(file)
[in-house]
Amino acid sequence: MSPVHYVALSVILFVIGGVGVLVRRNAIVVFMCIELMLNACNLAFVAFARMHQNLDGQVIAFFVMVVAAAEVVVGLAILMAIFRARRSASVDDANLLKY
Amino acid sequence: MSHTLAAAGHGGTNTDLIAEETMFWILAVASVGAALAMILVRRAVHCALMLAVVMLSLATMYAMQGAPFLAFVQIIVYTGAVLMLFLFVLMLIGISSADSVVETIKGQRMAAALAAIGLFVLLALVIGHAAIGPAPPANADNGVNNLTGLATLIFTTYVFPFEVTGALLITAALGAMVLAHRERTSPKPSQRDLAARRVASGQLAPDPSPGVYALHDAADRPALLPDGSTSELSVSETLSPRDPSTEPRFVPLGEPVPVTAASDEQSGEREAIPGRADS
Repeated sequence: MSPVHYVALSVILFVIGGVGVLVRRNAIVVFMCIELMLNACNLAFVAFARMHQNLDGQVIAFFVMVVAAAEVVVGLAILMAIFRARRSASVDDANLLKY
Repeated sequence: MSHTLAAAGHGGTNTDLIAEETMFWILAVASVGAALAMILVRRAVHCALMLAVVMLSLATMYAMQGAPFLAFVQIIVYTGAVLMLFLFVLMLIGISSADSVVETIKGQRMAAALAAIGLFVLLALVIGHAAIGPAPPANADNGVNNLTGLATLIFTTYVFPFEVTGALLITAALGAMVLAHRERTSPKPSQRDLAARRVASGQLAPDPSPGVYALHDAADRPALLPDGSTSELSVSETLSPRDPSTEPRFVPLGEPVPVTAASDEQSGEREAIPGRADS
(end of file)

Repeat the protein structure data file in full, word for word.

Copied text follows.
[in-house]
Amino acid sequence: MSPVHYVALSVILFVIGGVGVLVRRNAIVVFMCIELMLNACNLAFVAFARMHQNLDGQVIAFFVMVVAAAEVVVGLAILMAIFRARRSASVDDANLLKY
Amino acid sequence: MSHTLAAAGHGGTNTDLIAEETMFWILAVASVGAALAMILVRRAVHCALMLAVVMLSLATMYAMQGAPFLAFVQIIVYTGAVLMLFLFVLMLIGISSADSVVETIKGQRMAAALAAIGLFVLLALVIGHAAIGPAPPANADNGVNNLTGLATLIFTTYVFPFEVTGALLITAALGAMVLAHRERTSPKPSQRDLAARRVASGQLAPDPSPGVYALHDAADRPALLPDGSTSELSVSETLSPRDPSTEPRFVPLGEPVPVTAASDEQSGEREAIPGRADS
Repeated sequence: MSPVHYVALSVILFVIGGVGVLVRRNAIVVFMCIELMLNACNLAFVAFARMHQNLDGQVIAFFVMVVAAAEVVVGLAILMAIFRARRSASVDDANLLKY
Repeated sequence: MSHTLAAAGHGGTNTDLIAEETMFWILAVASVGAALAMILVRRAVHCALMLAVVMLSLATMYAMQGAPFLAFVQIIVYTGAVLMLFLFVLMLIGISSADSVVETIKGQRMAAALAAIGLFVLLALVIGHAAIGPAPPANADNGVNNLTGLATLIFTTYVFPFEVTGALLITAALGAMVLAHRERTSPKPSQRDLAARRVASGQLAPDPSPGVYALHDAADRPALLPDGSTSELSVSETLSPRDPSTEPRFVPLGEPVPVTAASDEQSGEREAIPGRADS